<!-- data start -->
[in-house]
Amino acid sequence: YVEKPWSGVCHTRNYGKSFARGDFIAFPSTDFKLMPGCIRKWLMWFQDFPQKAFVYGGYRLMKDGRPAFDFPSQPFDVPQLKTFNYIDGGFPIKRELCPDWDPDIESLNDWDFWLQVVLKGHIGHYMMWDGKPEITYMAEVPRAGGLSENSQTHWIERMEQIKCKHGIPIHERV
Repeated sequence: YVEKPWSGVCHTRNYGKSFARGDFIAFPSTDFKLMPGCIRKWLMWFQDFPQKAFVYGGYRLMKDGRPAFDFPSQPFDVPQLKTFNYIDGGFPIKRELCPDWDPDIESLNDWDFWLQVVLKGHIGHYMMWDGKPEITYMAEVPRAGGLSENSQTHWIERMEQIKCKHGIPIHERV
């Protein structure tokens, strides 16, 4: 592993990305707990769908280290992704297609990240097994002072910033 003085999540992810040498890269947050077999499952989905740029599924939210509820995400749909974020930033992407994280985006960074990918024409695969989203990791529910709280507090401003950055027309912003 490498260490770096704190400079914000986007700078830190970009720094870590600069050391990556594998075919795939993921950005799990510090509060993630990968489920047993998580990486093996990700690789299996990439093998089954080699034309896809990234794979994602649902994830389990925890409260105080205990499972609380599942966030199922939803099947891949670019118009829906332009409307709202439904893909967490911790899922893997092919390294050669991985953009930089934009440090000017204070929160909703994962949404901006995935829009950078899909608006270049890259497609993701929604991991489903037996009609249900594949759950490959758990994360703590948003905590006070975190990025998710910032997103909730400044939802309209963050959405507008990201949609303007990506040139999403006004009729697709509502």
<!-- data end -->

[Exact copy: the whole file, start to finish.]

[in-house]
Amino acid sequence: YVEKPWSGVCHTRNYGKSFARGDFIAFPSTDFKLMPGCIRKWLMWFQDFPQKAFVYGGYRLMKDGRPAFDFPSQPFDVPQLKTFNYIDGGFPIKRELCPDWDPDIESLNDWDFWLQVVLKGHIGHYMMWDGKPEITYMAEVPRAGGLSENSQTHWIERMEQIKCKHGIPIHERV
Repeated sequence: YVEKPWSGVCHTRNYGKSFARGDFIAFPSTDFKLMPGCIRKWLMWFQDFPQKAFVYGGYRLMKDGRPAFDFPSQPFDVPQLKTFNYIDGGFPIKRELCPDWDPDIESLNDWDFWLQVVLKGHIGHYMMWDGKPEITYMAEVPRAGGLSENSQTHWIERMEQIKCKHGIPIHERV
């Protein structure tokens, strides 16, 4: 592993990305707990769908280290992704297609990240097994002072910033 003085999540992810040498890269947050077999499952989905740029599924939210509820995400749909974020930033992407994280985006960074990918024409695969989203990791529910709280507090401003950055027309912003 490498260490770096704190400079914000986007700078830190970009720094870590600069050391990556594998075919795939993921950005799990510090509060993630990968489920047993998580990486093996990700690789299996990439093998089954080699034309896809990234794979994602649902994830389990925890409260105080205990499972609380599942966030199922939803099947891949670019118009829906332009409307709202439904893909967490911790899922893997092919390294050669991985953009930089934009440090000017204070929160909703994962949404901006995935829009950078899909608006270049890259497609993701929604991991489903037996009609249900594949759950490959758990994360703590948003905590006070975190990025998710910032997103909730400044939802309209963050959405507008990201949609303007990506040139999403006004009729697709509502």